Navigating the digital future: Law Society of Ontario’s virtual verification update

Navigating the digital future: Law Society of Ontario's virtual verification update

Co-written by: Kim Gale and Jessica Campolucci

New year, new rules! The Law Society of Ontario (LSO) has started the new year by implementing virtual verification requirements for lawyers and paralegals, effective Jan. 1/24. As Canadian society moves towards a more digital world, the legal profession is continuing to follow suit by adopting new virtual practices as financial misconduct and fraud continue to be a serious concern in Ontario.

In this article, we will delve into the essential components of these regulatory changes, aiming to provide a simple yet comprehensive understanding of their implications within the legal profession.

Why virtual verification?

In an era where digital advancements intersect with everyday life, the LSO recognizes the need for enhanced security and efficiency in all areas of law. The move to virtual verification is driven by a desire to combat

money laundering, mortgage fraud and identity fraud, which pose significant risks to the legal profession, especially in this post-COVID era.

When should I verify?

Identity verification of a client, third party or individual authorized to give instructions on behalf of an organization becomes required in various financial transactions, specifically when you are retained to provide legal services and you engage in or give instructions involving the receipt, payment, or transfer of funds. There are exemptions to this rule (s. 22(2) - (4) of by-law 7.1 under the Law Society Act). Some examples of when verification is required are when sending or receiving settlement funds or when dealing with certain real estate transactions. Note that whenever you are receiving funds for fees and disbursements from a client, verification is not required.

The importance of authentication

Lawyers and paralegals are now required to authenticate an individual's government-issued photo ID when using video conference or other virtual communication methods to verify their identity. Simply comparing the photo ID to an individual on a screen won't cut it anymore - a more digital, accurate process is now required.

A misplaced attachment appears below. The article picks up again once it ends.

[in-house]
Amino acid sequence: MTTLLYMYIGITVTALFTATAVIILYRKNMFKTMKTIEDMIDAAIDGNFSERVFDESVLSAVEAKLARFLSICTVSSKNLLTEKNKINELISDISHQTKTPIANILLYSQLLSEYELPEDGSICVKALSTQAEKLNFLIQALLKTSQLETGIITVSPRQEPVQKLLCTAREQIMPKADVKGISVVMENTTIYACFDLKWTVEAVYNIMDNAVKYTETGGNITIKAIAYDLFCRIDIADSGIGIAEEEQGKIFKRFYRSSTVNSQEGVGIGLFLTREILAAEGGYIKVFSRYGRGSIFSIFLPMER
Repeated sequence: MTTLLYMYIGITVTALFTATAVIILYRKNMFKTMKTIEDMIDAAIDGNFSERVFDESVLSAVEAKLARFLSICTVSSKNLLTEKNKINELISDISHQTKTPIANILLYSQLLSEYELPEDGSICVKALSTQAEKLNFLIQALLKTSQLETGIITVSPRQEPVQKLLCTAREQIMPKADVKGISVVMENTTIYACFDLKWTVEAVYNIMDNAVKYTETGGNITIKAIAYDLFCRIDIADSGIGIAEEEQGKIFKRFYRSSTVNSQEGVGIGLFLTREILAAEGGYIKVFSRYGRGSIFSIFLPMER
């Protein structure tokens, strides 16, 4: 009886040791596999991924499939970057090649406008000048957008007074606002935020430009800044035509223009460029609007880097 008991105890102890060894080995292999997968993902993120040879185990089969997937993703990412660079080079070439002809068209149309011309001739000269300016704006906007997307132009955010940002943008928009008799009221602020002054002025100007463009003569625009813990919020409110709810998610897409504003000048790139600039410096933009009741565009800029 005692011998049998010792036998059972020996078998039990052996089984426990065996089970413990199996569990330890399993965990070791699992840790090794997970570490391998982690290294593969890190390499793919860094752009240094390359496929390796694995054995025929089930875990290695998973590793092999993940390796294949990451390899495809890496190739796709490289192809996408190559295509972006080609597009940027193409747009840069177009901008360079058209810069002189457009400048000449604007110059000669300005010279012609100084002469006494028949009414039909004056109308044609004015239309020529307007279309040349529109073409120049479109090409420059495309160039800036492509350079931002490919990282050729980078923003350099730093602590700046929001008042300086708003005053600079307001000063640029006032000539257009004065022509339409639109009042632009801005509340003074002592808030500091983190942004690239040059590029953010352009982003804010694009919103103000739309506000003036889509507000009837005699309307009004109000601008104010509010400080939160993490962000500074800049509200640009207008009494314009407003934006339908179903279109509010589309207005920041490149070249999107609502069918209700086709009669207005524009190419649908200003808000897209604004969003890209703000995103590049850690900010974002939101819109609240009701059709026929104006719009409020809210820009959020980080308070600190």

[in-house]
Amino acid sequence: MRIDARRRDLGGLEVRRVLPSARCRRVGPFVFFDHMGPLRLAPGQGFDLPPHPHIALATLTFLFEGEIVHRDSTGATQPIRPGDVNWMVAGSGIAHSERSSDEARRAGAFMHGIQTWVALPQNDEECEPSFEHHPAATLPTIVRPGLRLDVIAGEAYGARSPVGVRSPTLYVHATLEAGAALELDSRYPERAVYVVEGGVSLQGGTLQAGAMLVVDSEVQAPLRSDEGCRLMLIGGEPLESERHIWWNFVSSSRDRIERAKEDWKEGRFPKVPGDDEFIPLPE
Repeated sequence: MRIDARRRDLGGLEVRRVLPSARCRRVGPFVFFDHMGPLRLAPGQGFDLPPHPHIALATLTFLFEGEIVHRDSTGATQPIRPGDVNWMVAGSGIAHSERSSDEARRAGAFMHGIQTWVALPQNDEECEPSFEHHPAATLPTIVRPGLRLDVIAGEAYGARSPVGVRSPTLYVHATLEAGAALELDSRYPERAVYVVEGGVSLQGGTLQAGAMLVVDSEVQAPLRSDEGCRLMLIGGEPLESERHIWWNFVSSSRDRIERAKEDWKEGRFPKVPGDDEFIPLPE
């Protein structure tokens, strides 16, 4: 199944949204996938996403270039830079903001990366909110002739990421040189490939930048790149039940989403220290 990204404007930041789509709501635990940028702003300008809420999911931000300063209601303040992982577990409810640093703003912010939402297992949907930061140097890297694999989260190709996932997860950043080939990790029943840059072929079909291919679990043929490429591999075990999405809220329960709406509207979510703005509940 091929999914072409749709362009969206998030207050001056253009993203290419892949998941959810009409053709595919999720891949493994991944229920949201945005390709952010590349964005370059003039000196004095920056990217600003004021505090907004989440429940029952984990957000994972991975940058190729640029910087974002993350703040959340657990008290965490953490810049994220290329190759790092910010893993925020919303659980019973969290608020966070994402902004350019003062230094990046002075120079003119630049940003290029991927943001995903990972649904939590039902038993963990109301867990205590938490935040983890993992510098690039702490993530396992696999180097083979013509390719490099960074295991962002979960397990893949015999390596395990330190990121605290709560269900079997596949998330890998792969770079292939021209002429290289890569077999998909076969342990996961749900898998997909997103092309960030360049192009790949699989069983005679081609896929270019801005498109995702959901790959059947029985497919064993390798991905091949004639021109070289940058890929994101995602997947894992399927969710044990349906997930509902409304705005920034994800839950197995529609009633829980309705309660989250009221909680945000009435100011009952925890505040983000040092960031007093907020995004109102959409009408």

How can I authenticate?

Lawyers and paralegals will need to meet with the individual virtually and employ two main methods for virtual authentication:

  1. Scanning with technology: Individuals scan their government-issued ID using a mobile phone or electronic device; and
  2. Comparing features: Technology is utilized to compare various features and security elements of their ID, ensuring its legitimacy.

Technology at your fingertips

 To use these two main methods, The Digital Identification and Authentication Council of Canada (DIACC) has compiled a directory of products that use biometric facial scans and government-issued IDs for verification.

For ease of reference, here are a few authentication technology platforms that may suit your needs:

  • Vaultie digital trust solutions
  • Treefort
  • lKosmos
  • Applied Recognition
  • AuthenticID

Note that each platform may have their own processes and costs associated. Some solutions even integrate with certain legal software, such as Clio, and real estate applications, which can help with data storage. It is advisable to thoroughly review each platform to identify one that aligns with your specific needs.

Alternative methods for virtual verification

Digital changes can be overwhelming for some. If virtual verification doesn't work for you (or your clients), there are three alternative methods for remote identity verification:

  1. Credit file method: Rely on information in an individual's Canadian credit file that has been in existence for at least three years.
  2. Dual process method: Use any two of three pieces of information from a reliable source containing the individual's name and address, name and date of birth or name which confirms they have a deposit account, credit card or other loan amount with a bank.
  3. Agent method: Have an agent meet with the individual to verify their identity through a written agreement.

No matter what method you choose, be sure to record the method used, along with the date.

Final thoughts

In summary, the LSO's virtual verification requirements signify a progression in the legal profession. By embracing technology, the legal community can address emerging risks while ensuring accessibility and efficiency. However, it's crucial to consider the potential impact of these changes on clients, especially in areas like estate litigation, where the average client demographic may be older. The introduction of new, virtual technologies might not always be appropriate and could pose difficulties. In some cases, choosing not to adopt virtual verification and opting for in-person methods or alternative virtual practices might be more appropriate.

As discussed, before using any virtual verification practice, be sure to thoroughly review all available software options. For more information and resources on the virtual verification process, review the LSO's website and all application rules and by-laws.


This article was originally published by Law360 Canada part of LexisNexis Canada Inc.